That famous definition of a cynic as someone who knows the price of everything and the value of nothing has come to define this present moment of American politics.
--Bill Moyers and Michael Winship
I know that I criticize you [Bernie Goldberg] and Fox News a lot, but only because you're truly a terrible, cynical, disingenuous news organization.
To say that force may sometimes be necessary is not a call to cynicism--it is a recognition of history, the imperfections of man and the limits of reason.
This is an old argument, one that The Nation's Benjamin DeMott examined in "Seduced by civility," a 1996 essay subtitled, "Political manners and the crisis of democratic values." The line back then, which hasn't changed much in fourteen years, was that progressive politics was caught in a stranglehold of cynicism, meanness and counterproductive finger-pointing.
--Katrina vanden Heuvel
When I was in tenth grade, I had a habit of making disparaging comments about politicians in my world history class. The teacher got exasperated with me one day and said, "Oh Chuck, you're just a cynic." Other kids started calling me a cynic as well. It seemed to make me a little bit dangerous, and for a few weeks I swaggered around with my new identity until it occurred to me that I had no idea what a cynic actually was. So I looked it up in the dictionary and it said, as I recall, "a person who attributes base motives to others."
That described me accurately enough, but there was also a second definition, something to the effect of, "an adherent of the Cynic philosophy."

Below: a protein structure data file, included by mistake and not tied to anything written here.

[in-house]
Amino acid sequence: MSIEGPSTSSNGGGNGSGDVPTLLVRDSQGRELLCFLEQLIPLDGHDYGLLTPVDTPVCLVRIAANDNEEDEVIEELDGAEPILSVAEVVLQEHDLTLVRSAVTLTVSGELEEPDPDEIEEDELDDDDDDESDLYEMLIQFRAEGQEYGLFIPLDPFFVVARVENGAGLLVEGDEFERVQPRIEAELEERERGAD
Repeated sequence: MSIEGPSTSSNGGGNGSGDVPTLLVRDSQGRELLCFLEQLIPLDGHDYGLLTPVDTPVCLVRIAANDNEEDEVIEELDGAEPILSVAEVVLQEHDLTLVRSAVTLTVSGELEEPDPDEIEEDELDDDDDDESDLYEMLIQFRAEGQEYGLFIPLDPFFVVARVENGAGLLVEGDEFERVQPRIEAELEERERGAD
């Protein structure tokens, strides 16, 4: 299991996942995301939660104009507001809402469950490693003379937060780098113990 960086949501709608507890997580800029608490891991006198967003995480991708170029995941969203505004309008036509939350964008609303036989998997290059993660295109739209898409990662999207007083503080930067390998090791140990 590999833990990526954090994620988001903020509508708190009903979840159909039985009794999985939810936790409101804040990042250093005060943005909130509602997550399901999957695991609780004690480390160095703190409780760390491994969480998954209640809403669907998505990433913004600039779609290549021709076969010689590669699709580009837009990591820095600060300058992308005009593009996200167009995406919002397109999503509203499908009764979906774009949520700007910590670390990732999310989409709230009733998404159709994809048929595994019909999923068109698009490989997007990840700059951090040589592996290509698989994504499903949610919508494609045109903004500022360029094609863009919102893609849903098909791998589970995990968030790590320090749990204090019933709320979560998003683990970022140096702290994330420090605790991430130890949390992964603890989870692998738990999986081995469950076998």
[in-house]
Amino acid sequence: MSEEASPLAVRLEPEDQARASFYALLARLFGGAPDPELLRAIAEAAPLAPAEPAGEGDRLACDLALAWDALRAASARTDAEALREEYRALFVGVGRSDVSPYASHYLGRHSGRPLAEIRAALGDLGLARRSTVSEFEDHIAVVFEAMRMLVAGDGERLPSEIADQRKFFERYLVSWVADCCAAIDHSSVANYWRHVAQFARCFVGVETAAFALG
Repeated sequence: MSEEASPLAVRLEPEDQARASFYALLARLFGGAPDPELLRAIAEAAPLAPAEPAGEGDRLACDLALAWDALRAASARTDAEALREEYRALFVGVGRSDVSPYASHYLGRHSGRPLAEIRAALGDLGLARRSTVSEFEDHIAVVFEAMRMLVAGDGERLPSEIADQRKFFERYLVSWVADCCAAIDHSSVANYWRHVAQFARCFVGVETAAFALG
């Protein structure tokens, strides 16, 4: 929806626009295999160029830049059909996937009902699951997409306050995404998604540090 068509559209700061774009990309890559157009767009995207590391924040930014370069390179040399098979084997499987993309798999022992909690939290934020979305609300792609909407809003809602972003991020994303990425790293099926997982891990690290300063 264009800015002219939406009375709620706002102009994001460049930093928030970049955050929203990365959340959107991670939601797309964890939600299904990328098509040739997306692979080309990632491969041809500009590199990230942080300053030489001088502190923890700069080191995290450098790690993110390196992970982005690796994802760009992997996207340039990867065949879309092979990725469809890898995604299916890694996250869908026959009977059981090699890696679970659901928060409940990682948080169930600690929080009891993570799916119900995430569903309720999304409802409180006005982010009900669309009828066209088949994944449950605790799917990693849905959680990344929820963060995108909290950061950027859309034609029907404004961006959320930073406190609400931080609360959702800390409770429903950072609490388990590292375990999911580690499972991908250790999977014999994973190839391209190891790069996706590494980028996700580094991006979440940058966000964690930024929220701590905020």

"Wow," I thought. "There's a whole philosophy of attributing base motives to others? Why have I not heard of this?"
(The best text I have found on Diogenes and his philosophical descendants is The Cynics: The Cynic Movement in Antiquity and Its Legacy, edited by R. Bracht Branham and Marie-Odile Goulet-Caze.)
Anyway, Diogenes came from a town called Sinope. His father was some kind of banker, and Diogenes started his career as a cynic by either defacing or debasing money. That's the first big contradiction in different sources. Debasing money means adding base metal to precious metal for the purpose of creating more coins than you could get just from the precious metal. It is an act of greed. Since Diogenes spent the rest of his life with almost no possessions, did nothing for money except beg and was conceded to be ruthlessly honest even by his enemies, I'm guessing that he wasn't debasing coins.
No, almost certainly, he was defacing coins. There is even archeological evidence for this around Sinope, where coins with the face chiseled off have been discovered. The people of Sinope and, one must assume, Diogenes' father were outraged, and Diogenes went into exile, eventually taking up residence in an old wine jar outside of Athens.
It is worth digressing at this point to consider one of Diogenes' most famous contemporaries, namely Buddha, whose life was following almost the exact same plot line in northern India. A prince, Buddha was living a life of luxury when he had some chance encounters with old age, sickness and death on a hunting trip. He had a sudden realization that he didn't understand anything and had to leave the the big, comfortable, insulating lie that was the royal compound, so he abandoned his wife and child and went to live in the forest and eat dirt. After six years, he decided that extreme asceticism wasn't the way to live either, and he sat under the Bodhi Tree until he had his moment of enlightenment.
Diogenes went to the marketplace in downtown Athens and jerked off.
What did he mean? College professors discuss the Cynic belief that shame is the great enemy of freedom, that behavior which isn't shameful in private should not be shameful in public, that we should look to animals as models of freedom without shame.
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